Free
Medical Education  |   August 2015
Role Modeling in the First 2 Years of Medical School
Author Notes
  • From the A.T. Still University–School of Osteopathic Medicine in Arizona, Mesa. 
  •  *Address correspondence to Sharon J. Obadia, DO, 5850 E Still Cir, Mesa, AZ 85206-3618. E-mail: sobadia@atsu.edu
     
Article Information
Medical Education / Professional Issues
Medical Education   |   August 2015
Role Modeling in the First 2 Years of Medical School
The Journal of the American Osteopathic Association, August 2015, Vol. 115, 510-512. doi:10.7556/jaoa.2015.105
The Journal of the American Osteopathic Association, August 2015, Vol. 115, 510-512. doi:10.7556/jaoa.2015.105
Abstract

Role modeling opportunities for osteopathic physician teachers during a student’s first 2 years of medical school are emerging as more colleges of osteopathic medicine strive to connect basic science didactics with clinically based learning activities. Examples of positive modeling by physician teachers during the first years of medical school are illustrated by 10 vignettes that can be incorporated into faculty development programs to increase awareness of such opportunities. The physician teacher in each vignette interacts with the student demonstrating desired professional behaviors. These vignettes also illustrate the effect of a positive “hidden curriculum” on a student’s professional development. By recognizing these valuable teachable moments, teachers can incorporate role modeling into their daily practice.

In the standard osteopathic medical school curriculum, osteopathic physician (DO) teachers have been expected to model a humanistic bedside manner and professionalism for third- and fourth-year medical students, interns, and residents.1,2 As colleges of osteopathic medicine increasingly strive to connect basic science teaching with clinically based learning activities and engage first- and second-year medical students in clinical simulation experiences, modeling by DOs now occurs earlier in medical training during classroom interactions,3 often without the physician’s conscious intent. 
How DO teachers model behaviors for first- and second-year osteopathic medical students can have a critical effect on students’ development into professional and compassionate physicians; students emulate both positive and negative behaviors modeled by physicians they hold in high esteem.4 Byszewski et al5 found that students consider the observation of role models the most important way to learn professional behaviors. Ongoing faculty development for DOs with critical teaching roles within the first 2 years of medical education will help these teachers recognize and make use of positive role modeling opportunities.3-5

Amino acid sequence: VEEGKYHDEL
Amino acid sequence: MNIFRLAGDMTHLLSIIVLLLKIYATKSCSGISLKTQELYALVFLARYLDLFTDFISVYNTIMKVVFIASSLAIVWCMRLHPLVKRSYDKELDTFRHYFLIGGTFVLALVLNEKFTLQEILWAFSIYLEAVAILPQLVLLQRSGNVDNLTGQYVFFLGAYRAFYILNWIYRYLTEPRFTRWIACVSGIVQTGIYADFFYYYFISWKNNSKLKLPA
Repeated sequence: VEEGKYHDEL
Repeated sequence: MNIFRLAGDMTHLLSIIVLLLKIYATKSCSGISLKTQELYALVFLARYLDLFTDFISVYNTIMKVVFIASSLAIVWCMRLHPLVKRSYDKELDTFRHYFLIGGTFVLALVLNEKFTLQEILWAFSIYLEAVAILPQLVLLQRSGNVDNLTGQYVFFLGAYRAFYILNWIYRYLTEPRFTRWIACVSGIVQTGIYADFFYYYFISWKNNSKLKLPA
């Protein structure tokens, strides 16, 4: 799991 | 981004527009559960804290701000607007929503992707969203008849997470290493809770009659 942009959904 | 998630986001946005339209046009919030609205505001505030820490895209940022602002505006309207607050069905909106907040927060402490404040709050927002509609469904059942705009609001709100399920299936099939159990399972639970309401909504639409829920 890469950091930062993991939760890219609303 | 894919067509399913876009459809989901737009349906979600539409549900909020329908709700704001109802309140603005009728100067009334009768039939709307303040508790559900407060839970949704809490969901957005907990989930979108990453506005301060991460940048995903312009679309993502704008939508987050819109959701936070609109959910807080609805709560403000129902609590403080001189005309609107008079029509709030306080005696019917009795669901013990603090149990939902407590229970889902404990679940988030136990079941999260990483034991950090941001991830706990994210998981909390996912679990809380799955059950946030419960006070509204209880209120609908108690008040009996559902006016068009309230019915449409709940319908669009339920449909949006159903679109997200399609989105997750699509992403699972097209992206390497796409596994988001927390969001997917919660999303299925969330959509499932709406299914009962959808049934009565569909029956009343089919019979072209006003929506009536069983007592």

The literature supports the use of descriptive fictional vignettes as a powerful “reflective, research, and modeling tool”6 and “an evaluation and discussion tool for monitoring and developing teachers.”7 The following vignettes provide examples of frequently observed positive modeling by DO teachers that typically occur during the first and second years of medical school. They are described in detail in the present article as discussion tools so that DO teachers may identify similar interactions with first- and second-year osteopathic medical students and, through increased awareness, increase the occurrence of daily positive role modeling. 
How the teacher in each vignette interacts with and models for the learner demonstrates several desired professional behaviors identified by Swick,8 including exhibiting a commitment to scholarship and advancing the field, evincing core humanistic values, demonstrating a continuing commitment to excellence, subordinating self-interest to the interests of others, and adhering to high ethical and moral standards.8 The vignettes also emphasize how a positive “hidden curriculum” can shape the student’s professional development. It is crucial for DO teachers to recognize and create these role modeling opportunities. The effect on students of positive messaging and modeling concerning osteopathic principles and practice must not be underestimated.9 
Vignettes
Modeling Commitment to Scholarship and Advancement of Field
After a clinical skills class, while students are still congregated and observing, a DO instructor reminds an osteopathic internist how to correctly perform a soft-tissue technique the internist can apply to patient care. The DO is positively modeling the importance of continuous medical education and the incorporation of osteopathic manipulative medicine into clinical practice. 
A first-year osteopathic medical student receives constructive feedback from a DO teacher after performing poorly during an objective structured clinical examination and feels encouraged and inspired by the discussion. This DO is modeling the concept that well-constructed feedback is an important aspect of professional development, with positive associations that encourage a student to grow. 
A second-year osteopathic medical student asks a DO faculty member a clinical question. Unsure of the answer, the DO shows the student how to search for it using a trusted medical resource website. For the student, this behavior is a reminder that DOs do not always have ready answers and must continually acquire medical knowledge, using trusted sources for information. 
Modeling Core Humanistic Values